You could probably just move in and who would know?
The Shade Tree Saloon is a biker bar, a Texas roadhouse, a dive bar, a concert venue and if you told me it was a working farm, I would probably believe you. Set off of one of the state highways that dominates the land just out of reach of San Antonion’s metro area, the Shade Tree Saloon is more a collection of structures rather than a single entity, with a main bar building serving only as the general store on the way to the sizable music shelter a few feet away.
For a state that finds nothing surprising about breaking triple digit degrees for weeks on end, the Shade Tree Saloon is an aggressively open-air affair, from the main building that houses the saloon itself to the open-air, four-pillars-and-a-roof music venue. Though some of the signage around the space is clearly updated and new, the building itself looks as if it could have served as some kind of Old West general store before its current incarnation as a dive bar. Though some of that age is certainly intentional to accentuate the roadhouse vibe, the space pulls it off.
Inside, two pool tables command the front room, giving way to a short, corrugated metal-style bar up front with the beers you would expect to be available, as well as, on occasion, local homebrew to vary up the mix. An outdoor dart room extends off the space, exposing patrons to the Texas heat for the privilege of losing a game of cricket. A wrap around porch leads back to yet another open-air drinking space (this has to be a ploy to exchange heat for thirst) and then a secondary room that includes a long shuffleboard table.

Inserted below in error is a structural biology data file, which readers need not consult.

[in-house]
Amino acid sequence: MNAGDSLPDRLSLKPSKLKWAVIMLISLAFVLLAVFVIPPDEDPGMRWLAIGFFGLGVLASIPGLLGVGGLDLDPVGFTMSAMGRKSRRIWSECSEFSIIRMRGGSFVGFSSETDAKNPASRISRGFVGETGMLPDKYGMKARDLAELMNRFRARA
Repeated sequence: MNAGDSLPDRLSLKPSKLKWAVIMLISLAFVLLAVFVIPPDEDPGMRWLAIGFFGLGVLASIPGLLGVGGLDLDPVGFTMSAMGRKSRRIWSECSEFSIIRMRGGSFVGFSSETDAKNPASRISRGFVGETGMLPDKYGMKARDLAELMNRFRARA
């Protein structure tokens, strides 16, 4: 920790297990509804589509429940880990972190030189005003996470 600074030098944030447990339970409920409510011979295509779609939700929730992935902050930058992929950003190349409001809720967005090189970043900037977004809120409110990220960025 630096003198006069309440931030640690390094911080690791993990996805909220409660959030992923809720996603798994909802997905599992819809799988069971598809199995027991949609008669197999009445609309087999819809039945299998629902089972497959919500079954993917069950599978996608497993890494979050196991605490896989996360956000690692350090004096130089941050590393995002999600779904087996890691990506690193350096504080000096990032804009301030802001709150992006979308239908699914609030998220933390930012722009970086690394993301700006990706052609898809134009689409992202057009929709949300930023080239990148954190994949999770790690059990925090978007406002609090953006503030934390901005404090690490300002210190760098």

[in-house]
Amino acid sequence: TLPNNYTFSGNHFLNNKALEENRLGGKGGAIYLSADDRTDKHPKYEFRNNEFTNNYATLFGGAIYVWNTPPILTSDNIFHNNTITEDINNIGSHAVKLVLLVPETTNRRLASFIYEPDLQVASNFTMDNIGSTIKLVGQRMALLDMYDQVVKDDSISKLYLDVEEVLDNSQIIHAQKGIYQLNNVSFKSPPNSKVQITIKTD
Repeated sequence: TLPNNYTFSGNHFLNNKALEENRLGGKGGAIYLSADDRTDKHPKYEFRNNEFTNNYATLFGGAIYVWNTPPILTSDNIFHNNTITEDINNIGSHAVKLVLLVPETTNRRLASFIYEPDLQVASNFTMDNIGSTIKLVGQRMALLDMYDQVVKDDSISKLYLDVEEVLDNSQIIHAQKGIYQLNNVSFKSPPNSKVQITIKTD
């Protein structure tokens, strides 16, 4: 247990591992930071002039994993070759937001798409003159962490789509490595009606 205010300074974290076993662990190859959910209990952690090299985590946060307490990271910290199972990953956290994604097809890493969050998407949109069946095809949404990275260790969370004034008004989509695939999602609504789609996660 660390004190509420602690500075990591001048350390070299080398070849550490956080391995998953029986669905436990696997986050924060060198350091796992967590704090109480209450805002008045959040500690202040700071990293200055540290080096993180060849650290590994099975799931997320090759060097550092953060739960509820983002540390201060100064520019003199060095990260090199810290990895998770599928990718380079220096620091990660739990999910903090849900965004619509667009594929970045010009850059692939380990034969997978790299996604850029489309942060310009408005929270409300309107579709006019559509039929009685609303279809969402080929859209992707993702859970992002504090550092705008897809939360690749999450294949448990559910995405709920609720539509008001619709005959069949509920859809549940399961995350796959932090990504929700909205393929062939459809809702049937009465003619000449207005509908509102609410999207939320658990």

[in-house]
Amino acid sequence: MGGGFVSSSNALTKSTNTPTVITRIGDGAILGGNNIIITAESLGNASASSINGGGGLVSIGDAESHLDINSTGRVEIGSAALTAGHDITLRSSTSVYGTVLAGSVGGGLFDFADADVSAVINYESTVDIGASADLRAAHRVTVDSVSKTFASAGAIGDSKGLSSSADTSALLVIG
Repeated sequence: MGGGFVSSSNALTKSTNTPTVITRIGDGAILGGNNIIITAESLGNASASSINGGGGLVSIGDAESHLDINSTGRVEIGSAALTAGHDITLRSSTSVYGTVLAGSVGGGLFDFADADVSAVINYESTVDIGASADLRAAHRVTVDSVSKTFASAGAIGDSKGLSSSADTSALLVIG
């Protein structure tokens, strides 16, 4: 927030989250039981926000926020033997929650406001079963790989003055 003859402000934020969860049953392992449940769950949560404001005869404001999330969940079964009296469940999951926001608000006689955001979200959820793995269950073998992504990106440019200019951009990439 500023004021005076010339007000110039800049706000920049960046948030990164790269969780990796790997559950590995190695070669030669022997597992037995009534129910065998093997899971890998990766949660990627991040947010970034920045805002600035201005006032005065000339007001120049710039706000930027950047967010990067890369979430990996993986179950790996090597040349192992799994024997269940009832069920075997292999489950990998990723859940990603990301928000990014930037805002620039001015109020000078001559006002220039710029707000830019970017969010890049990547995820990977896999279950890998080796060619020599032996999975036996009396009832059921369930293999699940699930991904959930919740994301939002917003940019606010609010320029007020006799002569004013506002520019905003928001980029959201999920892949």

The real star of the Shade Tree Saloon is the on-site music venue, the V-shaped metal roof supporting a massive Texas state flag on the underside of the corrugated metal. A concrete dance floor extends from well-sized stage area that on this reviewer’s visit hosted a rotating set of local acts. On busy nights, an outdoor bar right off the dance floor eliminates that pesky trip inside for beer, and a handful of fans attempt to make some kind of dent in the Texas heat around the lip of the structure.
The rest of the outdoor space feels a bit like someone’s yard, if that yard was well-appointed with picnic tables and wooden seating to accommodate the ebbs and flows of groups that stop along the highway for a beer. The bar’s Facebook page maybe whimsically and maybe truthfully includes horses as a common form of transportation acceptable for parking on site. A large motorcycle structure tops a portion of the loosely-restrictive wall surrounding the outdoor space, making clear the Shade Tree’s stance on bikers passing through.
And because the space feels more like a compound than a bar with live music, there are countless other seating areas, attractions (did I mention the tetherball) and extended areas to explore, accentuating the feeling that this is a welcoming spot that has not only embraced the Texas heat, but the community traveling the highway just off the front door.
While places like the Shade Tree Saloon walk the line between intentionally building a dive bar or Texas roadhouse along the state highway vibe and letting that vibe grow organically thanks to the history and longevity of the location, Shade Tree walks that line well. There is enough old and dusty mixed in with the new and vibrant to make the overall mixture compelling and classic rather than artificial and forced.